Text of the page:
Bequeath is kind of a funny word, right? It just means leave behind for someone. So, who gets what? Writing this part of your will doesn’t need to be a chore—it could actually be fun deciding who you’d like to bless with your various possessions! Just list each item and who you want to give it to.

6. Find witnesses for the signing.

You’ll need two people to serve as witnesses when you sign the will. Without a validly witnessed signature, the will is worthless. As mentioned above, both witnesses must be at least 18 years of age, and neither one can be included among the designated beneficiaries of the will. Not only should you date and sign it yourself, but both of your witnesses should do the same as well. Although having the will notarized is not strictly necessary, we highly recommend it. As an added layer of protection, you could also get your witnesses to sign what’s known as a self-proving affidavit. That could save them the trouble of someday needing to testify in court that the signature on your will is actually yours. Keep the affidavits with your will.

7. Keep it safe.

Keep your signed will in a safe place and be sure your executor knows its location. Reviewing the contents of your will every few years is also a good idea, especially after such major life changes as marriage, divorce or the birth of a child.


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Although writing your own will is definitely doable for many people, other approaches might also be worth considering. In some cases, an online will is a convenient and affordable method for your needs. In other situations, a lawyer might be advisable.

Complete Guide to Estate Planning


Do You Need a Lawyer to Write a Will?

The short answer is no. For larger or more complex estates, working with a lawyer can be a very wise move. However, for the purposes of most people’s estates you won’t need a lawyer to write a simple will as outlined above. On the other hand, even to write a simple will, working with a lawyer is one of several options you may choose to take, depending on your needs and comfort level with writing the will. (If you’d like a quick way to decide whether to use a lawyer for your will’s needs, take our Online Will vs. Lawyer quiz here!)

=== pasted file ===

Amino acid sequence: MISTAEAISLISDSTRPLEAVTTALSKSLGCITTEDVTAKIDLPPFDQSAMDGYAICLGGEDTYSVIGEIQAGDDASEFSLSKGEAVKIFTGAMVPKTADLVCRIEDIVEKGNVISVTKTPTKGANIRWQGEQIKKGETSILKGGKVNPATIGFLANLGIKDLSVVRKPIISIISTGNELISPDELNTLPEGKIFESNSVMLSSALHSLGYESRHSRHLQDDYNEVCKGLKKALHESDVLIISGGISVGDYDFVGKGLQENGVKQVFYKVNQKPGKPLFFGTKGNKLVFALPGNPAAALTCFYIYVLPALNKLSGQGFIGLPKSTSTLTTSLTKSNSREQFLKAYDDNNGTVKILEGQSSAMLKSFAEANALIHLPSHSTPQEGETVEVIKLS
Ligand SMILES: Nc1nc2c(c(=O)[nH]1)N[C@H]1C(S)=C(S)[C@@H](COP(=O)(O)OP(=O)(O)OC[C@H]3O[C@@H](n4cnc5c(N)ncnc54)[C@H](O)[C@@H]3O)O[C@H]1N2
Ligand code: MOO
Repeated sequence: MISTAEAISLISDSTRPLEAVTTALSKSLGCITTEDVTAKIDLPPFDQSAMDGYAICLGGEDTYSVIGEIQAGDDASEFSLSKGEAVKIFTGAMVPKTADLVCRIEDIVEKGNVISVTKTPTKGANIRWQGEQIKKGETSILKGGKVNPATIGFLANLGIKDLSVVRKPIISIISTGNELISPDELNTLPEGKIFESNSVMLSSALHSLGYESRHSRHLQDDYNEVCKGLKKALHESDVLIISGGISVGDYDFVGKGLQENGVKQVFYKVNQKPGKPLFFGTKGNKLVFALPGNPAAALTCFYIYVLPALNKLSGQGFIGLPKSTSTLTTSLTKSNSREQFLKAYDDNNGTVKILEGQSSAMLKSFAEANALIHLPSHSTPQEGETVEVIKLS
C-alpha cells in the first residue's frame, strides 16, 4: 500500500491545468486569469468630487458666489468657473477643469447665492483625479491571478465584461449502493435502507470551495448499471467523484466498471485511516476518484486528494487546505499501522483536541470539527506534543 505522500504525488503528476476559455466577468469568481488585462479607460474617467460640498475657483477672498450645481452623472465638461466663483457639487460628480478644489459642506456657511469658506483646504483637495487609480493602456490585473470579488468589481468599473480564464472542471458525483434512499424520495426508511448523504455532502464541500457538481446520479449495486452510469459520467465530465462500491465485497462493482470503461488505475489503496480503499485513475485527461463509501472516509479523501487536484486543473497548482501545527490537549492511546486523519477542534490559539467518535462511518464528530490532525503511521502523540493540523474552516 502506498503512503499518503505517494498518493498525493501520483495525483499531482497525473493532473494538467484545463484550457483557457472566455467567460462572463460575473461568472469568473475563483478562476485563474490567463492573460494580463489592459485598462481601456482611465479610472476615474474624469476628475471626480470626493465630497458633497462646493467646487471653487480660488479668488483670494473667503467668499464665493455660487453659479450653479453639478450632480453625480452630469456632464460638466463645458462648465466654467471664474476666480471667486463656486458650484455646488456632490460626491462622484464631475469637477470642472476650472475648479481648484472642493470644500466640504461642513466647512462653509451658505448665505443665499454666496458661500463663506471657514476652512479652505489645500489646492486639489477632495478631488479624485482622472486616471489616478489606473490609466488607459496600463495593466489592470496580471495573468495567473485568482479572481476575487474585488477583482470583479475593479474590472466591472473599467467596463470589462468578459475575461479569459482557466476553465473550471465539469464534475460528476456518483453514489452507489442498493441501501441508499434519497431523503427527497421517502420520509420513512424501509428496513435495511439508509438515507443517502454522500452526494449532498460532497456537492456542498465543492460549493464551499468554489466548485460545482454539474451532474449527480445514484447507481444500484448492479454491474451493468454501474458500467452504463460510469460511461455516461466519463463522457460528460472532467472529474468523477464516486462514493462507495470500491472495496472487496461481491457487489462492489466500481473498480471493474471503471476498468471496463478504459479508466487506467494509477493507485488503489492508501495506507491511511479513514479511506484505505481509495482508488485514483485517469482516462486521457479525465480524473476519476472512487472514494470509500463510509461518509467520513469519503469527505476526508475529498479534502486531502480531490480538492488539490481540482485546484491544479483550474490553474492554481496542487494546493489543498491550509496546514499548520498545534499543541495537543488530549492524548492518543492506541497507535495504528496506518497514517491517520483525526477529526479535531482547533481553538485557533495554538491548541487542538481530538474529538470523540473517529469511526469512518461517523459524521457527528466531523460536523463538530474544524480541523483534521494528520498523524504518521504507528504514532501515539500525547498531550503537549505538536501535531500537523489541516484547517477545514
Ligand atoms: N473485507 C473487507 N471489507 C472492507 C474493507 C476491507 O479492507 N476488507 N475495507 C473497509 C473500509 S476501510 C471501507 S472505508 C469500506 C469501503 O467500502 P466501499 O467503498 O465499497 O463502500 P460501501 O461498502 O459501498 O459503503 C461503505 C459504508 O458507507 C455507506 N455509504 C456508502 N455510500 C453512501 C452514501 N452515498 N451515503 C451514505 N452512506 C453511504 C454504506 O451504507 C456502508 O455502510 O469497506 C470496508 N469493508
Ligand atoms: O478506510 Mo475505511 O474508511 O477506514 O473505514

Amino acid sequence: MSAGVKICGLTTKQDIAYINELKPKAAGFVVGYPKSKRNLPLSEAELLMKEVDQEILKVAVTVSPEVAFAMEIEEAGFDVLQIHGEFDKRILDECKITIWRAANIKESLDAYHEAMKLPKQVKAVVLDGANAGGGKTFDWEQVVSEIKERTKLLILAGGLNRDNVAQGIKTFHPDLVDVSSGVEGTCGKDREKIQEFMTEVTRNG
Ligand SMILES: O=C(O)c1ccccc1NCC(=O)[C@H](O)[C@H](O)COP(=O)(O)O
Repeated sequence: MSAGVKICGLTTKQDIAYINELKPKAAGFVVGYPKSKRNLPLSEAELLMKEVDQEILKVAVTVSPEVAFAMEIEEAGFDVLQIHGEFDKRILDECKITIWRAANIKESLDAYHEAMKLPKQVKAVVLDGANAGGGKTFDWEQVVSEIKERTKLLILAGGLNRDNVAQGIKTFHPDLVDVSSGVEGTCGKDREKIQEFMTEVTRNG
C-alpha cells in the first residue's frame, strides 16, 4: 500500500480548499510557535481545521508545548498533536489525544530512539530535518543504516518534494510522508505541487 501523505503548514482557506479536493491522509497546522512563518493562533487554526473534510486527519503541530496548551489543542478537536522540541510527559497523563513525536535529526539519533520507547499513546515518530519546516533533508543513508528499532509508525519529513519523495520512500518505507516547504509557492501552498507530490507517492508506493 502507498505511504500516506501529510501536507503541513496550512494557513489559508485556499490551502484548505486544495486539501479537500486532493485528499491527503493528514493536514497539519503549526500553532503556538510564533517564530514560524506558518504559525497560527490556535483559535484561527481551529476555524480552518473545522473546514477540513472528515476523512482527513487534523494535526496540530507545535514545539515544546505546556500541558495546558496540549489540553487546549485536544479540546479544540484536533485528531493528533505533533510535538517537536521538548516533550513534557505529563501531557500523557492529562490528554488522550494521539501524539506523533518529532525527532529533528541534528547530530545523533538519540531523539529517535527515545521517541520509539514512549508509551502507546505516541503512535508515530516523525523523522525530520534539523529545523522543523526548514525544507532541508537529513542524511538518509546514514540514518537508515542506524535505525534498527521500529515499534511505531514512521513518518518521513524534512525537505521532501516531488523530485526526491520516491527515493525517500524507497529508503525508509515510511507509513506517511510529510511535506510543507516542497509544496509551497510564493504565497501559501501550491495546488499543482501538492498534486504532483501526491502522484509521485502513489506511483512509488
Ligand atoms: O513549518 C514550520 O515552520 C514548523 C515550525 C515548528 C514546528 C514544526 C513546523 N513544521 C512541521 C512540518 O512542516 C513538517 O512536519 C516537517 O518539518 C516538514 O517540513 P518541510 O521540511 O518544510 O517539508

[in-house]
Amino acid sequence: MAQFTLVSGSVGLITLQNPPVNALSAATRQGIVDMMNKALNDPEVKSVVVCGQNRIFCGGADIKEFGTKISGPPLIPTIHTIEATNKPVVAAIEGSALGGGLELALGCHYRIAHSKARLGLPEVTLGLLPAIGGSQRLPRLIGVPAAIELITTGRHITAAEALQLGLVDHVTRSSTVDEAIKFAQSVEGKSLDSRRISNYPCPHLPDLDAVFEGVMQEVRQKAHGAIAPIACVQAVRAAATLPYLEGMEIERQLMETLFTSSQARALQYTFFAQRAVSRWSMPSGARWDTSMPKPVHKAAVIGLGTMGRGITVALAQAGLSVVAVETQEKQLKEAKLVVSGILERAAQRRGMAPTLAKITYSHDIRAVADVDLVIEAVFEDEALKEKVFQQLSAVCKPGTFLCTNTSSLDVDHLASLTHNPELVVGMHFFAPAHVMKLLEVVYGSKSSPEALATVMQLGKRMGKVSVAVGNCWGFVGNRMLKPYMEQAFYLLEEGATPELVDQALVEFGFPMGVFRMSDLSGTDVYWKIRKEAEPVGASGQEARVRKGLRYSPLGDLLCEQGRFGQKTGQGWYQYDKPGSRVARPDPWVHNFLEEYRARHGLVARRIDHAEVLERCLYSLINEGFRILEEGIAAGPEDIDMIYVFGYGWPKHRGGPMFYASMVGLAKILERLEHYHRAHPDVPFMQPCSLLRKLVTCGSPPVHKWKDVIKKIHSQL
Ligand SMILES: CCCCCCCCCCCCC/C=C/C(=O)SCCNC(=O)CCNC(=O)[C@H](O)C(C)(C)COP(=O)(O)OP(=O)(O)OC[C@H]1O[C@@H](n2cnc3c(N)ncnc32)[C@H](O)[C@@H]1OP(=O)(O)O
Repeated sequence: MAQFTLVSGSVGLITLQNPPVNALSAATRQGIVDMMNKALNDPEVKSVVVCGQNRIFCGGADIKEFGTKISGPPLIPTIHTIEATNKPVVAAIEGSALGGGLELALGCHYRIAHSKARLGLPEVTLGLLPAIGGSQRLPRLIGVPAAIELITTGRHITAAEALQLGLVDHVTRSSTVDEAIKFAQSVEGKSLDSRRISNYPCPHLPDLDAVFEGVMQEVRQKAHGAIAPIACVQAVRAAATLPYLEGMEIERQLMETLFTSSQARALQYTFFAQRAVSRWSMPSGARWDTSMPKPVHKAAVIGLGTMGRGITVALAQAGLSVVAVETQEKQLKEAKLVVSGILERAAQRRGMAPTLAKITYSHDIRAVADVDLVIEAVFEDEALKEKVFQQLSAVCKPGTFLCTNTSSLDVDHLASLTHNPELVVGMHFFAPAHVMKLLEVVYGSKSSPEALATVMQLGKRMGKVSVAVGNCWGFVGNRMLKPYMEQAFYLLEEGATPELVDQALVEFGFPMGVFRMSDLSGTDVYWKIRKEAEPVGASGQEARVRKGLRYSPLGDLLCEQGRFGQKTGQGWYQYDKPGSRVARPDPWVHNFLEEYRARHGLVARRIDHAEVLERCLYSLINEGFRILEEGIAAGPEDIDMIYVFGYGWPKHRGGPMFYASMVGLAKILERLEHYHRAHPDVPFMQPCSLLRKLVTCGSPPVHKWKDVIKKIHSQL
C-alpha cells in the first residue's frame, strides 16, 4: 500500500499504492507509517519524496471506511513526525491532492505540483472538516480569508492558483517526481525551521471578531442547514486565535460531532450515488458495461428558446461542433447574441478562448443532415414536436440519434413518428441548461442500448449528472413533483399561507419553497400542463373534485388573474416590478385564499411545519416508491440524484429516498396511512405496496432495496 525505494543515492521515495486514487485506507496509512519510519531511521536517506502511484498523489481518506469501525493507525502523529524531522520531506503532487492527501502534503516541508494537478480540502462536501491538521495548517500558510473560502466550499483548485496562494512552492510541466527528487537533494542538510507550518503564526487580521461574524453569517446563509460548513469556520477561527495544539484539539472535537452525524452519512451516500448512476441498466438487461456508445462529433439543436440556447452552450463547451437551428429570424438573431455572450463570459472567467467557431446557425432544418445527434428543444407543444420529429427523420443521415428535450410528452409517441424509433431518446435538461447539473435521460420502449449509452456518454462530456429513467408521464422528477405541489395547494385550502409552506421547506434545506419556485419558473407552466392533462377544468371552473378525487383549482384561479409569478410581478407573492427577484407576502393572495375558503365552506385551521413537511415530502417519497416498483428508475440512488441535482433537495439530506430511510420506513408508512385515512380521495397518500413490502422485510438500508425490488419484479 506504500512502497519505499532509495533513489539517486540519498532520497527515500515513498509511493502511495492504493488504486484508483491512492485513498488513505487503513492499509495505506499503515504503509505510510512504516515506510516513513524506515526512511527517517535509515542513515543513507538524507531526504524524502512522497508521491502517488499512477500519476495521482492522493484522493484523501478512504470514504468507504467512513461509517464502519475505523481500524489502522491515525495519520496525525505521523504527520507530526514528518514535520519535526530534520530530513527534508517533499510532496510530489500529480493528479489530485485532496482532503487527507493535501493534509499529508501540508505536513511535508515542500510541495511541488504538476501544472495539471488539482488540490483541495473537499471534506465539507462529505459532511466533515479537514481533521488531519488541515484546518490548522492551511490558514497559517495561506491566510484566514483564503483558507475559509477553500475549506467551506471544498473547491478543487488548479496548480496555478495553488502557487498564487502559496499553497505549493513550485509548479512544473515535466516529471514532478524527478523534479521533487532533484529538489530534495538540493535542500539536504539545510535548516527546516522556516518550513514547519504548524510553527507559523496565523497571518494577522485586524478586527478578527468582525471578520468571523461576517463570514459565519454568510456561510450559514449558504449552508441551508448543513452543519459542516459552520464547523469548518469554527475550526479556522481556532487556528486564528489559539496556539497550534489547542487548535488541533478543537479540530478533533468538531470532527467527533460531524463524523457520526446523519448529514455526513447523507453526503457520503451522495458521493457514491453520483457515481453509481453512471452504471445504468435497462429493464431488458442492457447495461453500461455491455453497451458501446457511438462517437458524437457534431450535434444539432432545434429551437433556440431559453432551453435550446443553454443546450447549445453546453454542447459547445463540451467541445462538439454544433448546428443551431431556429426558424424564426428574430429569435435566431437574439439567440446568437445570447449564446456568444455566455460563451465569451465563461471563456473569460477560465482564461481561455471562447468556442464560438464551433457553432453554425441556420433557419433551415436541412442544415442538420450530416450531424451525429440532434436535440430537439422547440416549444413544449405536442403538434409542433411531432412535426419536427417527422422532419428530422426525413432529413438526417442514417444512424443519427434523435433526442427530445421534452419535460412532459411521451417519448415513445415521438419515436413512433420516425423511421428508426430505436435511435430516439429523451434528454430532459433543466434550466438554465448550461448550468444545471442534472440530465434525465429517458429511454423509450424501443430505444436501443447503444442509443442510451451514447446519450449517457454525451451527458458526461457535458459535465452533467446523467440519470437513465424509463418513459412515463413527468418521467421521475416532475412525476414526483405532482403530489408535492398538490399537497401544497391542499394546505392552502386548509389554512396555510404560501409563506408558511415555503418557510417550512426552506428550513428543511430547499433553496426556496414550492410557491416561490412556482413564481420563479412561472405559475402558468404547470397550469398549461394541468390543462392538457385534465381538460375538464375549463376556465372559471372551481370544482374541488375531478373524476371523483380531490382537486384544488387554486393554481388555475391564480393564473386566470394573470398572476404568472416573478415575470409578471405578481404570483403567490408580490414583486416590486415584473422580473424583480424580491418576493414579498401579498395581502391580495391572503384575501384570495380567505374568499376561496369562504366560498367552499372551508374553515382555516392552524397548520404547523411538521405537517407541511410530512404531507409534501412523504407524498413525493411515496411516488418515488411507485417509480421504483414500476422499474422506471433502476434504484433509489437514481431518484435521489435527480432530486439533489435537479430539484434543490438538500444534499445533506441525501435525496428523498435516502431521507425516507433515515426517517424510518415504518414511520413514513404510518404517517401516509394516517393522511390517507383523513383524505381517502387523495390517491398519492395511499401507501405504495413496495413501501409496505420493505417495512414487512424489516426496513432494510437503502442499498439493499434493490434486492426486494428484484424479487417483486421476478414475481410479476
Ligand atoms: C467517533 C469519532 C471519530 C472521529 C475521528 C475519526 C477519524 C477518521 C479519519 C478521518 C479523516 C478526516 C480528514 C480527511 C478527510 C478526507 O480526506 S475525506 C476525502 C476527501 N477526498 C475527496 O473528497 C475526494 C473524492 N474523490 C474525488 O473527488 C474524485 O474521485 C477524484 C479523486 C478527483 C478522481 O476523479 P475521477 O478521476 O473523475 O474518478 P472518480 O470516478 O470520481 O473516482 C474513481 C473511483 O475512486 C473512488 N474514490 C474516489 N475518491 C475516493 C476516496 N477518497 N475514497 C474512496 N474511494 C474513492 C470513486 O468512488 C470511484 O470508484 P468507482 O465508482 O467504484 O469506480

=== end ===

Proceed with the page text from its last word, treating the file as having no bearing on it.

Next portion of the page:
What Are My Options for Writing a Will?

  • As already discussed, you can make your will yourself.
  • You can work with a lawyer.
  • You can use what are known as do-it-yourself will kits or templates. These kits have more detailed language than you’ll be able to come up with while writing your own will, but that’s no guarantee that they’ll be any more authoritative in a court of law. At the same time, they can be pretty expensive to buy, while writing your own is obviously free.
  • For most people, we recommend you write a will online using attorney-built forms at prices far more affordable than hiring a lawyer.

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Who Needs a Will?

The answer is everyone! Yes, that includes you. No matter your season of life, you need that document that clearly spells out your wishes regarding what you want to happen to your stuff when you’re gone. And again, it’s pretty easy to write one. Many choose to write their own wills, which is great. But we think working with attorney-built forms is a really wise approach for most people.

The good news is that writing a will is not time-consuming or expensive. You can create your own will online with RamseyTrusted provider Mama Bear Legal Forms in less than 20 minutes! All you need to do is plug in a few answers, and the rest of the work is done for you.

Writing a will is one of the most important and most loving things you can do for your family. Get this done today!